|Publication number||US5153049 A|
|Application number||US 07/771,361|
|Publication date||Oct 6, 1992|
|Filing date||Oct 1, 1991|
|Priority date||Oct 17, 1990|
|Also published as||CA2052567C, DE69106661D1, DE69106661T2, DE69106661T3, EP0481867A1, EP0481867B1, EP0481867B2|
|Publication number||07771361, 771361, US 5153049 A, US 5153049A, US-A-5153049, US5153049 A, US5153049A|
|Original Assignee||Lainiere De Picardie (S.A.)|
|Export Citation||BiBTeX, EndNote, RefMan|
|Patent Citations (7), Referenced by (24), Classifications (23), Legal Events (5)|
|External Links: USPTO, USPTO Assignment, Espacenet|
The present invention relates to a textile base material for interlining garment pieces, notably intended for constituting a thermobinding interlining by deposition of thermofusible polymer.
There are two categories of base materials for thermobinding interlinings: the textile base materials proper and the nonwovens. The textile base materials proper are obtained by weaving or knitting of yarns, while the nonwovens are obtained by formation and consolidation of a web of fibers or filaments.
The use of nonwovens as interlining base material presents advantages, particularly as regards production costs. There are nevertheless certain disadvantages, due in particular to their production method. Due to the fact that the fibers or filaments are deposited in web form, without there being any accurate control of the direction taken by the fibers or filaments throughout the width of the web, density differences and surface irregularities occur in the nonwoven. Also, because of the irregular distribution, directionwise, of the fibers or filaments, the nonwoven has insufficient dimensional stability: it can be irreversibly deformed under the effect of an extension, which, in the case of an interlining, causes a poor stabilization of the garment piece on which said nonwoven has been thermobonded.
In spite of their high cost price, the textile base materials proper are preferred in those applications where the aforesaid disadvantages presented by the nonwovens are redhibitory. The production method, by weaving or knitting, of such base materials, gives them the homogeneity, notably directionwise, lacking in the nonwovens.
In the field of thermobinding interlinings, the aim is also that the thermofusible polymer should not spread through inside the interlining base material, as this would locally rigidify the base material and, consequently, the garment piece. It is understandable that, for an equal weight, a given polymer diffuses through with all the more difficulty as the surface of the base material on which said polymer is deposited is dense, i.e. that the space between the various fibers or filaments constituting the base material is reduced. From a structural standpoint, for an equal weight, the nonwoven has a much denser surface than the textile base material.
The aim of the Applicant is to provide a textile base material for thermobonding interlinings, which has all the technical advantages of both the nonwovens and the textile base materials, without any of their disadvantages. In particular, the base materials considered most suitable for interlining, should have a controlled stability, while retaining adequate elasticity and resiliency, and the thermofusible polymer should not spread therethrough during its deposition or during the application of the interlining on the garment piece.
This aim is unquestionably reached with the base material for thermobinding interlining according to the invention. This base material is of the textile base material type in that it is constituted of a wovenfabric or of fabric with laid-in yarns also known as weft knitted fabric or weft knit. Characteristically, at least the weft of the woven fabric or of the weft knit is made of synthetic yarns, composed of thin filaments with a count less than 1.3 dtex.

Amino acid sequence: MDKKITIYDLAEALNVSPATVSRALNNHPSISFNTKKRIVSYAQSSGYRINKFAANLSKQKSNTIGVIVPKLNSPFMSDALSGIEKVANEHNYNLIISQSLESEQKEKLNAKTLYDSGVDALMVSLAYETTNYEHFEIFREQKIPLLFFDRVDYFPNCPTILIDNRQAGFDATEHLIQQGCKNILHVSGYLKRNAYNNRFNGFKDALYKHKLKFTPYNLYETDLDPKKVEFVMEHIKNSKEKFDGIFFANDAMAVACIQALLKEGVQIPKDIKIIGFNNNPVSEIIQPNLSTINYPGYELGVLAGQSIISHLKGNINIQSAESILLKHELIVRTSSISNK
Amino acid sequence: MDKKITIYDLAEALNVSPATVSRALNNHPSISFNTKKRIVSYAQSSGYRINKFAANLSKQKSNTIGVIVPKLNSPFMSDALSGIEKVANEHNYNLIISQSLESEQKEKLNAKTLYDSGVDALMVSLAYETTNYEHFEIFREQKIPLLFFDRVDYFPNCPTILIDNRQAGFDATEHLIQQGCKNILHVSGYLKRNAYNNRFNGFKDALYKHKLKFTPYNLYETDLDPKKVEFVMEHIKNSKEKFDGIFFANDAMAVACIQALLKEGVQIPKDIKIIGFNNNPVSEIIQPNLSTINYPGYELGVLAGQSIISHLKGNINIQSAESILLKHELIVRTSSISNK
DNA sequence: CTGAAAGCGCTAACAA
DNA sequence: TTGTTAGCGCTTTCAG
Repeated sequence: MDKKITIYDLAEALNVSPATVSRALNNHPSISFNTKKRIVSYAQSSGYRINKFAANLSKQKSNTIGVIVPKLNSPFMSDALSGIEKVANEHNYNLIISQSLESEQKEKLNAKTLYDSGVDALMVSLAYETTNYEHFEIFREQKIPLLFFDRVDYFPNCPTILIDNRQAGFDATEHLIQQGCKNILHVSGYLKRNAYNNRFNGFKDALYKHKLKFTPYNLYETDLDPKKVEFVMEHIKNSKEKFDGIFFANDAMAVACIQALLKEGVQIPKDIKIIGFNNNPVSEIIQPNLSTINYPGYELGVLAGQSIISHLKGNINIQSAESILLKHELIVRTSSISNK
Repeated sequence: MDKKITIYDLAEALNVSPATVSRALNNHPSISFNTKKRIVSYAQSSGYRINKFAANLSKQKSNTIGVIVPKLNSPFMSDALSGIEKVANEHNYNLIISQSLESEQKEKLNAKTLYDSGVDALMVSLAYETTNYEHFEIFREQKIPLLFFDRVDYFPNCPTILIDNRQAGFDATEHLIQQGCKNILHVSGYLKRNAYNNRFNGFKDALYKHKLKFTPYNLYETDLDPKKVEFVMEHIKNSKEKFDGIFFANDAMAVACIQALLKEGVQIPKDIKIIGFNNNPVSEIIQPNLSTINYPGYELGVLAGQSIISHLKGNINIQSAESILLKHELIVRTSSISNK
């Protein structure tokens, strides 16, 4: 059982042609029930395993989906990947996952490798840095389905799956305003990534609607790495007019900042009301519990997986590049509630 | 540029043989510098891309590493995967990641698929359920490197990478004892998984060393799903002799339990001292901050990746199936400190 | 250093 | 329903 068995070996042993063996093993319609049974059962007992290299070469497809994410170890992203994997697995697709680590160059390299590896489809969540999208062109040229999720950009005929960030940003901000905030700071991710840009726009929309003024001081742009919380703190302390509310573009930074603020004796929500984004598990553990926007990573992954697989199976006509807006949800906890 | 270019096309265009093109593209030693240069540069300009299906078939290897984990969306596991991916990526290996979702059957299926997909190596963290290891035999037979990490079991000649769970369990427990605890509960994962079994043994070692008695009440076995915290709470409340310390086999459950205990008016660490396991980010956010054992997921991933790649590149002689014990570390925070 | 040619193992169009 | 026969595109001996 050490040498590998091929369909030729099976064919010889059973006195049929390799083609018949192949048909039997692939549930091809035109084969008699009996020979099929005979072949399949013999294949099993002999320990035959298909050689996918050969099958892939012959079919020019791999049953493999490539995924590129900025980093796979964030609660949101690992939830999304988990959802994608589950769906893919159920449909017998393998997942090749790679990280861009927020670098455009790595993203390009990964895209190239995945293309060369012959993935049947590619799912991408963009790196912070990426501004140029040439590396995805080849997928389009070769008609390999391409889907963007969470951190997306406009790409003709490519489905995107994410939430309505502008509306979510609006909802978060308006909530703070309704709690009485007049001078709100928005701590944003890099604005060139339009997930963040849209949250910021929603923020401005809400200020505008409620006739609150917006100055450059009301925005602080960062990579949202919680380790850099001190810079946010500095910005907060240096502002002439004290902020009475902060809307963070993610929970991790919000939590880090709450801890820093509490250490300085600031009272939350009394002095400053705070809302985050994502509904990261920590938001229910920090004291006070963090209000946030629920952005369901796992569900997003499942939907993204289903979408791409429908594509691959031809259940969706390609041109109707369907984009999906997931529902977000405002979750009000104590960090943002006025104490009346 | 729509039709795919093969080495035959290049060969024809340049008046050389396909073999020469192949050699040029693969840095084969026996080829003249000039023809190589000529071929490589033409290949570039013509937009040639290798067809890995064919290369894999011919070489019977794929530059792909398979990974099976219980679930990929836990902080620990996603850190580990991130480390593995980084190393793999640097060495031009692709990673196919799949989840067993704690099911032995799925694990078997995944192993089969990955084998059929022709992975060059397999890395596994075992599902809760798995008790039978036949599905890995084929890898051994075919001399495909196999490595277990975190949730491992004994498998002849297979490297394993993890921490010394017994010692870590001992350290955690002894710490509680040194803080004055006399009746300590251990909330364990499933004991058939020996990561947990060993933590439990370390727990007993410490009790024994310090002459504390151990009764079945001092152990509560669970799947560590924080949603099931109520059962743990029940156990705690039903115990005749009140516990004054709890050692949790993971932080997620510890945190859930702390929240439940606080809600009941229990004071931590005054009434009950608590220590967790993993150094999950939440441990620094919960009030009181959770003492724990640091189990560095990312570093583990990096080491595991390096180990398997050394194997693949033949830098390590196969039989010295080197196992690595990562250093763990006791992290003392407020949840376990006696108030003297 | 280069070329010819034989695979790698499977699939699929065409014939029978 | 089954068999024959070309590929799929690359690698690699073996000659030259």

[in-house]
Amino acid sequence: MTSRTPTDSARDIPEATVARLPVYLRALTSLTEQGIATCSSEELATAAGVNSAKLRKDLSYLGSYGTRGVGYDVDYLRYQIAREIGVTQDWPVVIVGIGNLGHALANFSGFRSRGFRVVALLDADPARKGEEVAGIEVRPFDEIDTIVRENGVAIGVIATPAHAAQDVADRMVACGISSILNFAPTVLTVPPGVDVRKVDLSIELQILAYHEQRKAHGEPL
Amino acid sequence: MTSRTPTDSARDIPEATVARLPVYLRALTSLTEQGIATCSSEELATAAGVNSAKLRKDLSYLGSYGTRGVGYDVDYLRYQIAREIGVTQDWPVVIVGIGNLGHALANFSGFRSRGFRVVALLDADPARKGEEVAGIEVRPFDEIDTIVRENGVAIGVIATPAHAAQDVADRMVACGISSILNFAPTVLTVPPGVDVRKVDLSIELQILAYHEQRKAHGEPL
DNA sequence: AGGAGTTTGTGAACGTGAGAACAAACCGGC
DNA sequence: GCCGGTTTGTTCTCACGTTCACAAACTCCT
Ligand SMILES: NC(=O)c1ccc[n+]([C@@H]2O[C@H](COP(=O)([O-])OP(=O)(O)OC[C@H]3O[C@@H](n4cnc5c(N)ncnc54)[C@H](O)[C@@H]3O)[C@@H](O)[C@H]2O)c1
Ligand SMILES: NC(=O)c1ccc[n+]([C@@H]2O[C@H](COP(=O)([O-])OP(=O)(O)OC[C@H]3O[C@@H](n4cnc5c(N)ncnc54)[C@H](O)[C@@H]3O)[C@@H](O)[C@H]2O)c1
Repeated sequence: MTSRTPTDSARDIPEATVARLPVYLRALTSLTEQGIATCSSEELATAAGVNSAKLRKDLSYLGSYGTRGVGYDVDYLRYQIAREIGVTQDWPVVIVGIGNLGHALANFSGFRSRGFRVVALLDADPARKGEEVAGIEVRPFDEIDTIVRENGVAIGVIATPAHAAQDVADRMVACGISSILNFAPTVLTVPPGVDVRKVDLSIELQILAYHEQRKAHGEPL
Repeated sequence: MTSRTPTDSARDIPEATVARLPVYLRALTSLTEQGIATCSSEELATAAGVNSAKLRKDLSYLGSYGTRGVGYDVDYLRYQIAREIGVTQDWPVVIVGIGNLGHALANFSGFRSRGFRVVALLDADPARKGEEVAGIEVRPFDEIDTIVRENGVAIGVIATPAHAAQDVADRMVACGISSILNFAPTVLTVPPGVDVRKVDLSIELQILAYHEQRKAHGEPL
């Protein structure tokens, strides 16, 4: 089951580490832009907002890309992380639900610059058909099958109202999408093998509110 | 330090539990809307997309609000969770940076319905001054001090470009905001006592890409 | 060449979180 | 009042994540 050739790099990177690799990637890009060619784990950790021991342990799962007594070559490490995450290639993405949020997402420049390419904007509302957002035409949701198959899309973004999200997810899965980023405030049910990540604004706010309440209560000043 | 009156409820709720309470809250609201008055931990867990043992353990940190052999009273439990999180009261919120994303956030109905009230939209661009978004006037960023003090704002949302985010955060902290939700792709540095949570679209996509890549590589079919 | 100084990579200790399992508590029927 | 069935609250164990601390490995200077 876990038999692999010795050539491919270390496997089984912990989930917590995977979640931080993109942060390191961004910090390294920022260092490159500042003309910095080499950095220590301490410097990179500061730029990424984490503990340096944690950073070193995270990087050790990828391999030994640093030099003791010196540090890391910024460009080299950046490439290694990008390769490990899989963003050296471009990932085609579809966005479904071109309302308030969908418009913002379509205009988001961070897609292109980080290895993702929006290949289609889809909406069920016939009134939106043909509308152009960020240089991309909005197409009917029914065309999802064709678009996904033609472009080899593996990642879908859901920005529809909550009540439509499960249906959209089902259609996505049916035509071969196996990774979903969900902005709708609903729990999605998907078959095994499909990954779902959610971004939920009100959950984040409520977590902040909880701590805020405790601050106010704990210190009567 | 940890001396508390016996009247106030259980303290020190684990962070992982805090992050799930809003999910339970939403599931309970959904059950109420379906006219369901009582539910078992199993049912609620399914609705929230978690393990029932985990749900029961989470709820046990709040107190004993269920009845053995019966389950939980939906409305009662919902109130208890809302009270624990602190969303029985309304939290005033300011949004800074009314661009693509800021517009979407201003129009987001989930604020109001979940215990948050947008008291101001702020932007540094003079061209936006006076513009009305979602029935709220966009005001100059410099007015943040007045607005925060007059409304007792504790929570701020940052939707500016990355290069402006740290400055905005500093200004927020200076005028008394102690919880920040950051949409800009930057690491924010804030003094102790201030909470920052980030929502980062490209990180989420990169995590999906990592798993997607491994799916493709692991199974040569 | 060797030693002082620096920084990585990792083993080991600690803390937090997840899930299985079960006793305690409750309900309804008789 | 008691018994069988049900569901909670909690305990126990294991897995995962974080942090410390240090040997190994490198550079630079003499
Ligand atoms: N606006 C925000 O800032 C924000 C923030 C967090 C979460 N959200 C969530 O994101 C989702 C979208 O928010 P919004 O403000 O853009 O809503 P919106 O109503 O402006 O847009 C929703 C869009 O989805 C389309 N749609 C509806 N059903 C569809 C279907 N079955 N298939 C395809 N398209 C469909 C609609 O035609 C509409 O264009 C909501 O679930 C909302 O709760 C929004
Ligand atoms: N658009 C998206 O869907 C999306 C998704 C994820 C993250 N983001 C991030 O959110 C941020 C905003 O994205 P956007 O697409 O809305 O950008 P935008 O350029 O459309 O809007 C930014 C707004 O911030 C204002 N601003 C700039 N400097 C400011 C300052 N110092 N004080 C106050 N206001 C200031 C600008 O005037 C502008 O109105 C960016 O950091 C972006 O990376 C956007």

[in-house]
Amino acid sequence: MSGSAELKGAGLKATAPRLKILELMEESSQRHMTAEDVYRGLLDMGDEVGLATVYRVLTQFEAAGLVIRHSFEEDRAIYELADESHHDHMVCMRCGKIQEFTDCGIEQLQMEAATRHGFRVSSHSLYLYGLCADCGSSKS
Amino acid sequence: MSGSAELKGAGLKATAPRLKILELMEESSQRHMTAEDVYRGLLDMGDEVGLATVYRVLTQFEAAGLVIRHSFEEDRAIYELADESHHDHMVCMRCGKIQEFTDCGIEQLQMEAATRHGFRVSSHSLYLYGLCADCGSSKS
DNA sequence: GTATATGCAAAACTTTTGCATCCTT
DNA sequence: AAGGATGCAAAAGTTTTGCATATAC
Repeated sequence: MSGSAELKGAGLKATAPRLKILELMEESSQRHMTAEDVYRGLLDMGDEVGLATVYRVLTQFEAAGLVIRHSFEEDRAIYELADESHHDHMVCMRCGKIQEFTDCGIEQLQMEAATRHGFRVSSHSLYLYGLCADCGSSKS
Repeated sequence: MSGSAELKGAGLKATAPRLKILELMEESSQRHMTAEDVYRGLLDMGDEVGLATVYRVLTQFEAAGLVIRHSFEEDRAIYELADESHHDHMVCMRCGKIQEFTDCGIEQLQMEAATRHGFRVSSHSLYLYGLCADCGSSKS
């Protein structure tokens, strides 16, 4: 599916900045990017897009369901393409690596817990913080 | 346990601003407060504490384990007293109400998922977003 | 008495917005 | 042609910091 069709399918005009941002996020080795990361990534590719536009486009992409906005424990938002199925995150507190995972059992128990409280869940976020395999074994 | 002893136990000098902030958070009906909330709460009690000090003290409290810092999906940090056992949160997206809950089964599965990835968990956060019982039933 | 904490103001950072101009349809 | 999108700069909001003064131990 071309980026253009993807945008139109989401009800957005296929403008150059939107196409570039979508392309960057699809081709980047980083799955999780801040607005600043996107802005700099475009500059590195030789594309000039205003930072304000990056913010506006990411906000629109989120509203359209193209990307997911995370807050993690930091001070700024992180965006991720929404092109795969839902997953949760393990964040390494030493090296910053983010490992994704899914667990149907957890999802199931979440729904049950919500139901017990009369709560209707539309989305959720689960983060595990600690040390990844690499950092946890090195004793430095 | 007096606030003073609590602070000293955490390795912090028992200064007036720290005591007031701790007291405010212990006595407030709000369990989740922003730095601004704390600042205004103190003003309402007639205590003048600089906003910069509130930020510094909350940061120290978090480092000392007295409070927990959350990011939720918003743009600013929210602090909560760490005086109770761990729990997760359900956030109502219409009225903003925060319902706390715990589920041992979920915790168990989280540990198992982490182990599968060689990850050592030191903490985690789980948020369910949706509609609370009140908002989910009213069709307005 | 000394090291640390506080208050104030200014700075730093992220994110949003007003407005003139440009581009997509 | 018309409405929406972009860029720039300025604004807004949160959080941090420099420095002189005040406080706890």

The fact of using yarns composed of thin filaments confers to the weft which will be in contact with the thermofusible polymer, a greater density of filaments for an equal weight, said filaments nonetheless retaining a given orientation. With this particular disposition, it is possible to obtain a relatively dense surface without the characteristics of stability, elasticity and resiliency being in any way reduced. Unexpectedly, it has been found that the non-penetration of the thermofusible polymers normally used in thermobinding interlinings, was achieved with weft yarns composed of filaments having a count less than 1.3 dtex.
Indeed, the crimp caused by texturing gives to the weft yarn in the interlining base material, a volume, a greater bulk, comparatively to the continuous filament yarns, thereby further increasing the effect of barrier against the thermofusible polymer and improving the suppleness of the base material. Moreover, and in known manner, the use of the textured yarns makes it possible to adjust the elasticity and the resiliency of the base material.
It is true that synthetic yarns composed of filaments, in particular textured filaments, were already used for thermobonding interlinings, but the corresponding base materials had all the disadvantages referred to hereinabove. It is to the Applicant's credit to have thought and proved that the use of a particular type of synthetic yarns, having a count less than 1.3 dtex, could overcome said disadvantages while preserving the advantages of the conventional textile base materials.
And moreover, because of the thinness of the filaments constituting the weft yarns, the surface of the base material is very regular, this having the added advantage of facilitating the deposition of the thermofusible polymer whatever the method used.
It has finally been found that the use of yarns having a count less than 1.3 dtex had a completely unexpected advantage for cutting said base materials in stack form. Indeed, it is sometimes found that the different layers of the cut stack adhere to one another, and that it is difficult to separate the layers in clothes manufacturing. This adherence phenomenon can be explained by the fact that the ends of the cut filaments in two adjacent layers are sticking together, this being more so in the case of textured yarns. It has now been found, on the one hand, that the textile base material according to the invention is easier to cut due to its finer count, and on the other hand, that it is not subject, when cut into stacks, to said adherence phenomenon. It does seem that filaments of count less than 1.3 dtex are easier to cut, and even break under mechanical force if the cutting tool is not perfectly sharp, and also that since said filaments are more supple, there is practically no possibility for the filaments of two adjacent layers to stick together.